Oliver North
WASHINGTON -- One year ago this week, I wrote a column titled "Crude Cruelty," which covered a jump in the cost of motor fuel and a corresponding spike in prices for food and rising unemployment. Government "experts" attributed the bad news to "supply disruptions" and "uncertainty" caused by unrest in Libya. Today Moammar Gadhafi is gone, but the average price for a gallon of gasoline in the United States is $3.79 -- up 27 cents from a year ago. Unsurprisingly, mortgage defaults are up 22 percent, and orders for durable goods -- cars, appliances, machinery and aircraft -- are down. Our anemic economic recovery is being threatened. Gasoline prices are expected to top $4 per gallon by this summer.

None of this is good news for the incumbent in a presidential election year. So now, in an alternative version of college basketball's "March Madness," the Obama propaganda machine is on the hunt for someone to blame. It's not OPEC, the cartel that controls nearly 80 percent of the known oil on earth and is now headed by an Iranian. Nope, we are to blame. We're just not doing enough to reduce our need to get to work, feed our families, light our homes and cut consumption.

There can be no doubt about the inverse correlation between the availability/cost of petroleum and its effect on the U.S. economy -- and our national security. When global oil producers perceive increased risk, prices invariably go up, and our economy contracts as the cost of delivering food and consumer goods increases along with the cost of Americans getting to work. Though the Obama administration acknowledges this irrefutable connection, its actions don't match the rhetoric.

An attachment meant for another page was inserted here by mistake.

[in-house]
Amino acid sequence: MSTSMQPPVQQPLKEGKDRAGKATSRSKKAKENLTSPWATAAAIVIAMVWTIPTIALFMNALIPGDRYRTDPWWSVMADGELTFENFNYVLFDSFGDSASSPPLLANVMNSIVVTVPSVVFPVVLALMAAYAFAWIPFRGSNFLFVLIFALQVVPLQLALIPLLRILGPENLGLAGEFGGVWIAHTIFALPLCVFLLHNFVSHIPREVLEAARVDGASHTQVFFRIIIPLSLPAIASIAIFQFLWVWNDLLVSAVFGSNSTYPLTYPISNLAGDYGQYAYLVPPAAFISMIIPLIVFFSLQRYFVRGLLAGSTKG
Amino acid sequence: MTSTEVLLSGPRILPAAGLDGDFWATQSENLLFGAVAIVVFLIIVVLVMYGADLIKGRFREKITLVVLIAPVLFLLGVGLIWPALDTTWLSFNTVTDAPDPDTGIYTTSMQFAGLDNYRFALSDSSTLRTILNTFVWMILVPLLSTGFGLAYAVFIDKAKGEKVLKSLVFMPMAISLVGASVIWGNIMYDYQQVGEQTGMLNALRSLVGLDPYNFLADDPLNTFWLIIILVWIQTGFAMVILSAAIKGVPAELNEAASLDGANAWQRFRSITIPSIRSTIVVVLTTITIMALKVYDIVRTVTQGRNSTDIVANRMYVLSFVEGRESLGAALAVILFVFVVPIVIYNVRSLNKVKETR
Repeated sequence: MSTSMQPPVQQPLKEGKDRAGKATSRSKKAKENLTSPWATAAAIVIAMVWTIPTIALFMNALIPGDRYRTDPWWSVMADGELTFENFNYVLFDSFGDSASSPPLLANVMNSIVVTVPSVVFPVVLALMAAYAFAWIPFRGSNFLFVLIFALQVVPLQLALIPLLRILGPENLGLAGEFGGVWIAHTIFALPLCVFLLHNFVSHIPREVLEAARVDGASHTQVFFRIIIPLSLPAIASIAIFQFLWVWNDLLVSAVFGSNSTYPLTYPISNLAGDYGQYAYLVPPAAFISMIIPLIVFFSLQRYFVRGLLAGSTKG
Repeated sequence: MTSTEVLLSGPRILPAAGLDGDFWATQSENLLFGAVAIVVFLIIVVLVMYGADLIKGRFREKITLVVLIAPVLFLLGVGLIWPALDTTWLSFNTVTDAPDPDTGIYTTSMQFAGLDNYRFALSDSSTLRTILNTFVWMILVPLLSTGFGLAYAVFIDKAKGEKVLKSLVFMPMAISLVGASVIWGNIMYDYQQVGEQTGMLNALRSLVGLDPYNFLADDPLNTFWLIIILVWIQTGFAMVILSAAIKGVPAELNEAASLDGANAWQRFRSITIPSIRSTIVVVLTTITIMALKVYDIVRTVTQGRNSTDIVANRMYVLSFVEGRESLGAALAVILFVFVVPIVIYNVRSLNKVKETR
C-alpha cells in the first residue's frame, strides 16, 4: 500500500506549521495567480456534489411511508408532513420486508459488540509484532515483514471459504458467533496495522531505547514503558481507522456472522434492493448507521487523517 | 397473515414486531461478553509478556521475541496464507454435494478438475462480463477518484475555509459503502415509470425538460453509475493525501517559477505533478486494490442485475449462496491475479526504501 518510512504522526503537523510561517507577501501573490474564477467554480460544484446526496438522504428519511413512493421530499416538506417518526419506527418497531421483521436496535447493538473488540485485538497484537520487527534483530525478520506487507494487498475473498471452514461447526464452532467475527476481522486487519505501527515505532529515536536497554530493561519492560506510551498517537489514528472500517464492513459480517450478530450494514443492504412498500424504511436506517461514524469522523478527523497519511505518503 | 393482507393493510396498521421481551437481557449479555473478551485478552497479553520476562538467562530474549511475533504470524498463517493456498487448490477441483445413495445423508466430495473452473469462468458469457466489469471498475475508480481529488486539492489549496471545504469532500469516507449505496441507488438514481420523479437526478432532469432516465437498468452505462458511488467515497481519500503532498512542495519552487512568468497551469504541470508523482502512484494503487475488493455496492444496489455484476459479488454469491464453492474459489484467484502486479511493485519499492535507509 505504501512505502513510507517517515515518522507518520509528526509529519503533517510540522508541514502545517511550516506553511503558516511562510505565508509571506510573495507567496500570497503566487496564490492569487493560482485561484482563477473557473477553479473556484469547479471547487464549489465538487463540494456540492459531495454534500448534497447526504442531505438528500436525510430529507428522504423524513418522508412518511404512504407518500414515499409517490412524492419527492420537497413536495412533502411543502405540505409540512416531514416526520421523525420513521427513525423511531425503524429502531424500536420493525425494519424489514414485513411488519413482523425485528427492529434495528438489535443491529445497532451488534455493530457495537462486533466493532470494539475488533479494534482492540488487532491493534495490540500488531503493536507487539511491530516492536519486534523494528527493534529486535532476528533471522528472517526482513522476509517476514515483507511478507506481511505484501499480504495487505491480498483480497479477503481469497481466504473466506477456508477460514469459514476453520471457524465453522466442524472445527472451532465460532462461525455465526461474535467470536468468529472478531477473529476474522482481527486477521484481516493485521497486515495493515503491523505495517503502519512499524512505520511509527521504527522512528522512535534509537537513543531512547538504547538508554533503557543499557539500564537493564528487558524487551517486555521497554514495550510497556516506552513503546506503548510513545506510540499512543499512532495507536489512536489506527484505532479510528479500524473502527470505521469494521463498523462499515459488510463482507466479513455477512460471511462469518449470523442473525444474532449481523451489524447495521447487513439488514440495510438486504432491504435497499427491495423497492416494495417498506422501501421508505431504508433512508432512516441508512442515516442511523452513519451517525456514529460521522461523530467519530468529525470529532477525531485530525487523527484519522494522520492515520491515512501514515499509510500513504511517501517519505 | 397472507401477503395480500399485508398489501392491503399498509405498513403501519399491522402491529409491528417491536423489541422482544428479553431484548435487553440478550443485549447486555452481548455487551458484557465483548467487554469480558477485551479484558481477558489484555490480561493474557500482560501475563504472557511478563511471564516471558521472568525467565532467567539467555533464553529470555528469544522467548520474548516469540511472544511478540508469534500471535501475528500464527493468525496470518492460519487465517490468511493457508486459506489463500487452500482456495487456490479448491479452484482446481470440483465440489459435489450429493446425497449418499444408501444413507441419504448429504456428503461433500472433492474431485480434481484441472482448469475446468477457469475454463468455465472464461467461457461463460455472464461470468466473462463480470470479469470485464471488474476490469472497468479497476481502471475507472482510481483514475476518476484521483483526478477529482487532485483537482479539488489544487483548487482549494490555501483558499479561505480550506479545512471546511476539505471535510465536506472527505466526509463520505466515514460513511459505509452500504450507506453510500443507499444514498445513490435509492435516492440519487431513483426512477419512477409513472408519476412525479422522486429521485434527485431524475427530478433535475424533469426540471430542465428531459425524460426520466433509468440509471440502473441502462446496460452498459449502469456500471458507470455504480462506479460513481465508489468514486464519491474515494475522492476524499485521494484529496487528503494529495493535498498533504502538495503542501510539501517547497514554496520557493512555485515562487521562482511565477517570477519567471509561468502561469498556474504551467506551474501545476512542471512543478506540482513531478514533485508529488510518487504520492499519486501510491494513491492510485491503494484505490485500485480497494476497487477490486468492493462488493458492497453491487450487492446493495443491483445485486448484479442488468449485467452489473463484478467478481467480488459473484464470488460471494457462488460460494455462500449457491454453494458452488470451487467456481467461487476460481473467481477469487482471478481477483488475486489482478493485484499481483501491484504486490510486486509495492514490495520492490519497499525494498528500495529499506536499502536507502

The O-Team -- infatuated with "Arab Spring" revolts in North Africa, Yemen and Syria and apparently blind to Iranian threats to close the Strait of Hormuz -- can't seem to figure it out. At a campaign appearance this week, the president said, "The biggest thing that's causing the price of oil to rise right now is instability in the Middle East." But instead of explaining how increased jeopardy inevitably increases risk -- and therefore insurance and cost in the marketplace -- populist shills for the White House blamed "Wall Street speculators" for pushing the price of crude oil to $107 per barrel. On March 6, the president announced that he has tasked Attorney General Eric Holder to "pay attention to potential speculation in the oil markets." But the blame game doesn't stop there.


Oliver North

Oliver North is a nationally syndicated columnist, the host of War Stories on the Fox News Channel, the author of the new novel Heroes Proved and the co-founder of Freedom Alliance, an organization that provides college scholarships to the children of U.S. military personnel killed or permanently disabled in the line of duty. Join Oliver North in Israel by going to www.olivernorthisrael.com.